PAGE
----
Figure 1. Schematic diagram of the DDR pathways activated by exogenous and endogenous insults (Figure was generated using images assembled from Servier Medical Art,, accessed on 11 August 2022).
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Figure 2. SARS-CoV-2-induced abnormal activation of the DDR network: a proposed model (for details see “Conclusions”; Created with, accessed on 5 September 2022).
Figure 2. SARS-CoV-2-induced abnormal activation of the DDR network: a proposed model (for details see “Conclusions”; Created with, accessed on 5 September 2022).
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Papanikolaou, C.; Rapti, V.; Stellas, D.; Stefanou, D.T.; Syrigos, K.; Pavlakis, G.N.; Souliotis, V.L. Delineating the SARS-CoV-2 Induced Interplay between the Host Immune System and the DNA Damage Response Network. Vaccines 2022, 10, 1764.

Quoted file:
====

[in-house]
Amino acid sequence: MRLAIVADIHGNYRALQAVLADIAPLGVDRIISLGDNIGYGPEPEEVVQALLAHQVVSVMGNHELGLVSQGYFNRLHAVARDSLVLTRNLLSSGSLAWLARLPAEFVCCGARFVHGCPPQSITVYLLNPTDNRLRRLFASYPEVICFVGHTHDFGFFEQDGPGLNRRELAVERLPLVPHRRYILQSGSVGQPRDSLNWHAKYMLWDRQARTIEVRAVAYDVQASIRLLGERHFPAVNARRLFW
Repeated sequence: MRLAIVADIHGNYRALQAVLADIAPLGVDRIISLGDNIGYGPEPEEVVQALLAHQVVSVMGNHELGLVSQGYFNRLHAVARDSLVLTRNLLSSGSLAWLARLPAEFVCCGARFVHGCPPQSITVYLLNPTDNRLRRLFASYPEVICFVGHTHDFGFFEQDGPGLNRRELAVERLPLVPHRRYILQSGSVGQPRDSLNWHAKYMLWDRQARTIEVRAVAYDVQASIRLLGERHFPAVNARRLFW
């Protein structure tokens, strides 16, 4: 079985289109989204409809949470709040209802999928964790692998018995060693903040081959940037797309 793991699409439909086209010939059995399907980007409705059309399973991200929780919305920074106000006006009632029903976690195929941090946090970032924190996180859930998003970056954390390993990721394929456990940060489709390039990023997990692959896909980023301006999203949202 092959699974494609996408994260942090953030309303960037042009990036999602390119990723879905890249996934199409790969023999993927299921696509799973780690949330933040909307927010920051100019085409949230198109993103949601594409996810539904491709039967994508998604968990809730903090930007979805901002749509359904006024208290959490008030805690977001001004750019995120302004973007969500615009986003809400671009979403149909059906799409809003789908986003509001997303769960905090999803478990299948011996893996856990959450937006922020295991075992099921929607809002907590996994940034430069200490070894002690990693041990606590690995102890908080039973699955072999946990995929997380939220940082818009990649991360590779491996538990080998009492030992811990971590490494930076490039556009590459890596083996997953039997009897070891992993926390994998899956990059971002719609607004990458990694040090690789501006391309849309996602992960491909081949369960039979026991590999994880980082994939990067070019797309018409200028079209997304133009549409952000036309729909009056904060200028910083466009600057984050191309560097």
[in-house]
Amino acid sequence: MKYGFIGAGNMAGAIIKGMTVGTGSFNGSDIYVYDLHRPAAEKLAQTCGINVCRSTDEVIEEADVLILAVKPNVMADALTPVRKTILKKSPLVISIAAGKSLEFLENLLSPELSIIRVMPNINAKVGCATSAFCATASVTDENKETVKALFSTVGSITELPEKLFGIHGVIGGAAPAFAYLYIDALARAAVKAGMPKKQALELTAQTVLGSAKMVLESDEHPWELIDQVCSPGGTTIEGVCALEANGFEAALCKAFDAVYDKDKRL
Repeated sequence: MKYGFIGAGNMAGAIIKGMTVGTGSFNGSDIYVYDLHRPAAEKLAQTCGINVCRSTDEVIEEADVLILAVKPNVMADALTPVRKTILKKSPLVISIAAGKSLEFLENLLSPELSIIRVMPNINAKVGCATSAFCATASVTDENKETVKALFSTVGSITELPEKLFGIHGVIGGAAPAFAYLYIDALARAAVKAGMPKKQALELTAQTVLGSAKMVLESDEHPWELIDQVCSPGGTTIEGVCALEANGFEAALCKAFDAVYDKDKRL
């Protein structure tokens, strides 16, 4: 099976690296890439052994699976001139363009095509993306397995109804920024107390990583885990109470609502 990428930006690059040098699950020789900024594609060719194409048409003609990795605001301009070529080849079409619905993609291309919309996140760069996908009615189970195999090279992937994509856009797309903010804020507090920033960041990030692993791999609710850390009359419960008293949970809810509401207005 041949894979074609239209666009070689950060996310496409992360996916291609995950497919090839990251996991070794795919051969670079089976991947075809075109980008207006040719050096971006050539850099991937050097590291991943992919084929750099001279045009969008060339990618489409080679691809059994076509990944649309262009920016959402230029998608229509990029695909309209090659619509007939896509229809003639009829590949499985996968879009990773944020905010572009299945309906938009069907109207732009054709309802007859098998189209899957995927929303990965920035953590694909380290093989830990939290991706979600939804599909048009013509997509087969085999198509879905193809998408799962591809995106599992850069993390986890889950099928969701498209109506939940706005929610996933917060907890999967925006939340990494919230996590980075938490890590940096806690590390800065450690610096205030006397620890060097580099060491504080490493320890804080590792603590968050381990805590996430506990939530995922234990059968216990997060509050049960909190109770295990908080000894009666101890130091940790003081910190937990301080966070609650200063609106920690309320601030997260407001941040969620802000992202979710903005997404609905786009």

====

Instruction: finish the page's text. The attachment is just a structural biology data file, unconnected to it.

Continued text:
AMA Style

Papanikolaou C, Rapti V, Stellas D, Stefanou DT, Syrigos K, Pavlakis GN, Souliotis VL. Delineating the SARS-CoV-2 Induced Interplay between the Host Immune System and the DNA Damage Response Network. Vaccines. 2022; 10(10):1764.

Chicago/Turabian Style

Papanikolaou, Christina, Vasiliki Rapti, Dimitris Stellas, Dimitra T. Stefanou, Konstantinos Syrigos, George N. Pavlakis, and Vassilis L. Souliotis. 2022. "Delineating the SARS-CoV-2 Induced Interplay between the Host Immune System and the DNA Damage Response Network" Vaccines 10, no. 10: 1764.